Before you get overwhelmed and give up on your ADU project, know there are many Turnkey companies and additional resources to assist with your project.
One of those companies for California property owners is Symbium.
Symbium’s mission is to empower anyone to easily understand and visualize what is possible on a property and then submit and manage their permits, related rebates, and inspections.
These companies aim to aid in the hardest part of the ADU process so property owners can successfully develop these accessory dwelling units to expand housing options and create more affordable rental housing options.
Another well-known company is Boxabl offering Prefab ADU. Their unit can unfold and be set up in an hour!
Types of Permits
Various types of permits may be needed for your ADU project. These permits ensure that all the work on your ADU project is up to code, meeting all the necessary safety and zoning code standards. Your area will dictate which ones are required.
Here is a list of possible permits you may need during the permitting process.
The building permit is the primary authorization local governments require to construct an ADU. It is crucial to familiarize yourself with the specific requirements for your area to avoid any surprises or delays in the process.
Electrical, Plumbing, and Mechanical Permits
In addition to the building permit, additional permits such as electrical, plumbing, and mechanical permits (MEP) may be required, each with its requirements.
What affects my ADU permit
Location and Lot Size
The size of your property plays a crucial role in determining the size of ADU you can build.
The location of your proposed ADU is an important element to consider during the permit application process. Some areas have restrictions on where an ADU can be built, such as:
- Distance from property boundaries
- Distance from the main home and existing structures
- Where the structure can be situated – back, rear, or side yard
Site-specific conditions can affect an ADU project. These include factors such as:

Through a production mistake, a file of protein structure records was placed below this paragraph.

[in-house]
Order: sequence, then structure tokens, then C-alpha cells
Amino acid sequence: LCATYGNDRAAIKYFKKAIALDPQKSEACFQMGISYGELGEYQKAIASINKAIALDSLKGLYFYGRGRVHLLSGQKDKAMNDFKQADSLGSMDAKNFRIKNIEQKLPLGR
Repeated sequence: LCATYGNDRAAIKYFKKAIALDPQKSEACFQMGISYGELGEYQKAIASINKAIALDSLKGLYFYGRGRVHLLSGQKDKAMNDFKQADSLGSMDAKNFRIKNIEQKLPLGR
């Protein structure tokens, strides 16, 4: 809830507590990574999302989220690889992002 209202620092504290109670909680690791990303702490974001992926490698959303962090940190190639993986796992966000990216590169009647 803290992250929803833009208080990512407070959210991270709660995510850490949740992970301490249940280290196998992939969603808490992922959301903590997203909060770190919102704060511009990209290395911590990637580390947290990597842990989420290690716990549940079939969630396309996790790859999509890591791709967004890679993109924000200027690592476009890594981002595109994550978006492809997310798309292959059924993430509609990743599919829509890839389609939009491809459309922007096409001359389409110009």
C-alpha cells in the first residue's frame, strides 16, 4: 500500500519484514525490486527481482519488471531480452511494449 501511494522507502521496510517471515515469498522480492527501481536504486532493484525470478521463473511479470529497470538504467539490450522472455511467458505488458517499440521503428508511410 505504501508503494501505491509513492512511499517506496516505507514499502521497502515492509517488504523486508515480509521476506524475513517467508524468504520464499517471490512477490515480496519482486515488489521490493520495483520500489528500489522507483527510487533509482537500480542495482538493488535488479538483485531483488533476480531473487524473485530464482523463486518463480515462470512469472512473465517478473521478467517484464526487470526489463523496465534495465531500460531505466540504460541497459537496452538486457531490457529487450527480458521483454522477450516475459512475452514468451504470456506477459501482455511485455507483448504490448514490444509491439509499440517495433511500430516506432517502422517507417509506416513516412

- land slope
- proximity to water bodies
- presence of protected endangered species habitats
- heritage tree removal
Address Assignment Requests
If your ADU is a standalone unit, you might have to apply for a separate address assignment from your primary dwelling. Mainly for emergency service access but also and utility services.
Pro Tip: If you live in California, apply for the CALFHA ADU Grant Program where a property owner may get up to $40,000 to build an adu to provide additional affordable housing choices on the property of a single-family dwelling.
The overall goal of this grant program is to allow moderate-income homeowners to take advantage of the ADU plan to create housing units. Income limits and other requirements apply for this type of financial assistance.
The Application Process: How to Get an ADU Permit
Once you understand what permits you need, gather your documentation and complete the necessary paperwork to apply for your ADU permit.
You must provide various documents (depending on your requirements) for a permit review:
- building permit application
- site plan or site survey with a reference to the existing house
- blueprints or adu plans
- Which licensed contractors you will use
Timeframe: How Long Does It Take to Get an ADU Permit
The timeframe for a permit will vary based on local government requirements. Your local permit office should be able to give an estimated timeframe for processing your permit.
Factors such as the complexity of a project and how busy the office is can also delay the process. Certain states have passed legislation to reduce the time the ADU permits take.
AB 3182 states an application for the creation of an ADU or JADU shall be deemed approved (not just subject to ministerial approval) if the local agency has not acted on the completed application within 60 days.
How to speed up the permit application time frame on ADU permits
Some areas, like Los Angeles, have pre-approved ADU plans that meet the local government code, speed up the timeframes, and make it easier for property owners.
Understanding Accessory Dwelling Unit Permit Costs
The permit costs will vary and can be a flat fee plus an additional fee based on the square footage of the second unit on the property.
Some areas could have several fees associated with the project, according to SnapADU.
Plan Check Fee
Payment for the assembly and printing of your ADU plans before they can be submitted to the city.
Building Permit Fee
A fee to submit your building plans to the city for your permit.
The term “impact fee” includes three different fees charged by cities to homeowners during new dwelling construction:
- School impact fees: contribute to future school renovations or expansions.
- Development impact fees: cover expenses of property development.
- Housing impact fees: aim to support affordable housing for low-income workers in the development area.
So how much will the permits cost? It depends! Don’t you love that answer?
Typically a few hundred dollars to a few thousand dollars. Permit fees should be relatively easy to price out. A quick call to your permit office should help you figure out this piece.
The City of Los Angeles has an ADU permit calculator to determine the cost of your permit.
Factors that include the cost of the ADU permit 💵
- Location of the project – Where you live